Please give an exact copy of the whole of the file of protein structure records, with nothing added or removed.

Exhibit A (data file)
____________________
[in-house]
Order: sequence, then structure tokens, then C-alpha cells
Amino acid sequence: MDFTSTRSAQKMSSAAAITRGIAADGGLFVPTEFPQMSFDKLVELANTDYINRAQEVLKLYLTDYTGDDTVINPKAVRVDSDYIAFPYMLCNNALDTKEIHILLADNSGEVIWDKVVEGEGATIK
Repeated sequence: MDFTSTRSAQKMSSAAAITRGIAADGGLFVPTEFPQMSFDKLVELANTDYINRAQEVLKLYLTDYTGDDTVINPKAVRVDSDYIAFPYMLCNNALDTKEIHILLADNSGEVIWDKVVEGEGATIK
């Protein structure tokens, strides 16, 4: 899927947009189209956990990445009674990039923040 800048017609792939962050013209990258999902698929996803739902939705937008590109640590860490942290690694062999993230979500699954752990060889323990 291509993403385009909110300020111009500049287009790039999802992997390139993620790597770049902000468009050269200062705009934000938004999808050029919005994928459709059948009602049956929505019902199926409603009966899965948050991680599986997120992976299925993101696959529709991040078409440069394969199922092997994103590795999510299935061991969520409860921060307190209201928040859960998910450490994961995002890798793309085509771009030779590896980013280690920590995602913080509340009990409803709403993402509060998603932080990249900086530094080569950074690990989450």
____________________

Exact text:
[in-house]
Order: sequence, then structure tokens, then C-alpha cells
Amino acid sequence: MDFTSTRSAQKMSSAAAITRGIAADGGLFVPTEFPQMSFDKLVELANTDYINRAQEVLKLYLTDYTGDDTVINPKAVRVDSDYIAFPYMLCNNALDTKEIHILLADNSGEVIWDKVVEGEGATIK
Repeated sequence: MDFTSTRSAQKMSSAAAITRGIAADGGLFVPTEFPQMSFDKLVELANTDYINRAQEVLKLYLTDYTGDDTVINPKAVRVDSDYIAFPYMLCNNALDTKEIHILLADNSGEVIWDKVVEGEGATIK
């Protein structure tokens, strides 16, 4: 899927947009189209956990990445009674990039923040 800048017609792939962050013209990258999902698929996803739902939705937008590109640590860490942290690694062999993230979500699954752990060889323990 291509993403385009909110300020111009500049287009790039999802992997390139993620790597770049902000468009050269200062705009934000938004999808050029919005994928459709059948009602049956929505019902199926409603009966899965948050991680599986997120992976299925993101696959529709991040078409440069394969199922092997994103590795999510299935061991969520409860921060307190209201928040859960998910450490994961995002890798793309085509771009030779590896980013280690920590995602913080509340009990409803709403993402509060998603932080990249900086530094080569950074690990989450």